-Russia has a fortress economy
-TC Energy Corp. marches forward while Shell steps back.
Vague statements from the White House and the Kremlin on the state of affairs in the oil market gave crude oil prices a lift in early Tuesday trading. Right-leaning lawmakers in the United States have been pressuring Saudi Arabia and Russia for a cease-fire in an oil price war that’s added insult to injury in the age of demand disintegration. In the US, the pain in the economy was apparent in a dramatic slump in manufacturing activity in the Dallas Fed district. Nationalism, meanwhile, is trending, with some Texas producers calling for artificial restraint. US experience with nationalism, however, is no match for Russia’s ability to fortify an economy under pressure.
A coordinated statement from the White House and the Kremlin showed some degree of a truce. The price for Brent crude oil was in the black, trading up 3.94% from the previous close to hit $27.46 per barrel at 8 a.m. ET.
The lift came after US President Donald Trump spoke Monday with his Russian counterpart on the deep contraction in the oil market.
“Opportunities for closer cooperation between the two countries on this problem were discussed,” the Kremlin stated. “They also exchanged views on the current state of the global oil market and agreed that Russian and American energy ministers should hold consultations on this topic.”
Ironically, it was members of Trump’s professed political party who called on Saudi Arabia to switch sides and punish Russia by partnering “with the United States on strategic energy infrastructure projects.” Those pleas fell on deaf ears, leaving it to Russian statements to stimulate the market. In a further show of resilience, the Kremlin may be accustomed to operating an economy under pressure. Years of sanctions taught policymakers how to navigate rougher waters. Sofya Donets, an economist at Renaissance Capital working in Moscow, told Bloomberg news that “Russia is well prepared for this very new phase of closed borders and closure of international trade and financial processes.”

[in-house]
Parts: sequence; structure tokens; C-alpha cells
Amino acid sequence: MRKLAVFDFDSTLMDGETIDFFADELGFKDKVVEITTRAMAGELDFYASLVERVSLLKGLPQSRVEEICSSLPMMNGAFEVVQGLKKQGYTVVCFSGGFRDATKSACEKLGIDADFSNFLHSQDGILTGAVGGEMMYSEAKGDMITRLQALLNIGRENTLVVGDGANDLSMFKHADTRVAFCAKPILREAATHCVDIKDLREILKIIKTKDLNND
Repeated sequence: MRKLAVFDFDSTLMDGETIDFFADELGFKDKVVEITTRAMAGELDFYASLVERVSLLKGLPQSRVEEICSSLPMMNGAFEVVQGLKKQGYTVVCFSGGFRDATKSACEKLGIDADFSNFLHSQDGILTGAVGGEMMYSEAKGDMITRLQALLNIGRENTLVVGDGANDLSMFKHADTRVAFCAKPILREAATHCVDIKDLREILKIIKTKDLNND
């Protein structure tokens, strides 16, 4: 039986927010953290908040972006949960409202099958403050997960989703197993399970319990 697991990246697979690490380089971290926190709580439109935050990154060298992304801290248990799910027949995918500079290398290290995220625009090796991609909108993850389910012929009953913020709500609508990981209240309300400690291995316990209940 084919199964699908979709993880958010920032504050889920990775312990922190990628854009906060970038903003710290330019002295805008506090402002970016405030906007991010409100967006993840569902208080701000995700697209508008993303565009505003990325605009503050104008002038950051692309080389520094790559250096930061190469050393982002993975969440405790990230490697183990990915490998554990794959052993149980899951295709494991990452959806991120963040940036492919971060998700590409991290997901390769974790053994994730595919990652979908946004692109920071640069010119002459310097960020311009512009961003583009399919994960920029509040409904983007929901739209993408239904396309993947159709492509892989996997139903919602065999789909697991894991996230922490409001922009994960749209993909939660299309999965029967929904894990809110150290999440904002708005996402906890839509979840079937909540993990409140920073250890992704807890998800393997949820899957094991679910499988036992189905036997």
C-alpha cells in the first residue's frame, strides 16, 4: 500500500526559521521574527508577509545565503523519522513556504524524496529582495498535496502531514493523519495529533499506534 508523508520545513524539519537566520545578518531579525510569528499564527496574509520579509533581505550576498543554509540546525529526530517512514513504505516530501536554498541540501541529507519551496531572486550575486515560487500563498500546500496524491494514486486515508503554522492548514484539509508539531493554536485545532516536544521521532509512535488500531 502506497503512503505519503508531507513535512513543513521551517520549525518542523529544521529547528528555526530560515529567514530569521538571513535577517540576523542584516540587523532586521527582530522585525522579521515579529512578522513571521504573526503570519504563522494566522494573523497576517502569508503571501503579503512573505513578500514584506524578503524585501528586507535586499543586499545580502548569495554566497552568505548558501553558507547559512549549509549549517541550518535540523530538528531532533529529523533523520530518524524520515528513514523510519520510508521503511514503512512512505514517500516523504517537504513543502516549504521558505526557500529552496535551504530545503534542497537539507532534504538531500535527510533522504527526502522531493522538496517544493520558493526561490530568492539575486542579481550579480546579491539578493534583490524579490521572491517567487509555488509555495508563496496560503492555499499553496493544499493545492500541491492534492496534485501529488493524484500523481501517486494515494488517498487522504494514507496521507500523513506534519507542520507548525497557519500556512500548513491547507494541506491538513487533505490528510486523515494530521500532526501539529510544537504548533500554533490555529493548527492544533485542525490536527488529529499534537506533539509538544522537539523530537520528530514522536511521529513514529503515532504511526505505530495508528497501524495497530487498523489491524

The United States enjoys no such luxury, though financial institutions have sharper tools to use than they did during the Great Recession, according to UBS. Even still, manufacturing in the Dallas Fed district took a nose dive in March and the mood has turned profoundly pessimistic. Apart from oil and gas, manufacturing is one of the key segments of the district’s economy. “We have a dismal outlook,” one respondent told the fed. Elsewhere, the regional economy is taking such a hit that Ryan Sitton, a commissioner for the Texas state energy regulator, is again calling for artificial restraint to save producers. He’s joined by Pioneer Natural Resources and Parsley Energy in saying limitations may be needed to right the ship. That call was, however, met with stiff opposition. Karr Ingham with the Texas Alliance of Energy Producers, a sort of Texas version of the American Petroleum Institute lobby, said that would only make matters worse.
“You’re worse off than you were before,” he was quoted by Reuters as saying.
Spending and production plans, however, remain fluid. Royal Dutch Shell announced Monday it was pulling out of an LNG project in Lake Charles, La., citing a need to “preserve cash.” On Tuesday, the company stated that, based on its 2020 outlook for the price of oil, “post-tax impairment charges in the range of $400-800 million are expected for the first quarter.” In Canada, TC Energy Corp. announced it was finally moving ahead with its multi-billion dollar Keystone XL pipeline, an export artery that could give a lift to heavy Canadian producers and create “thousands of well-paying jobs during construction.” And in Europe, Norway said all was well.
“We’re still producing profitably at today’s oil price and nothing indicates that we’ll end up in a situation where we’d have to cut output,” Minister of Petroleum and Energy Tina Bru said.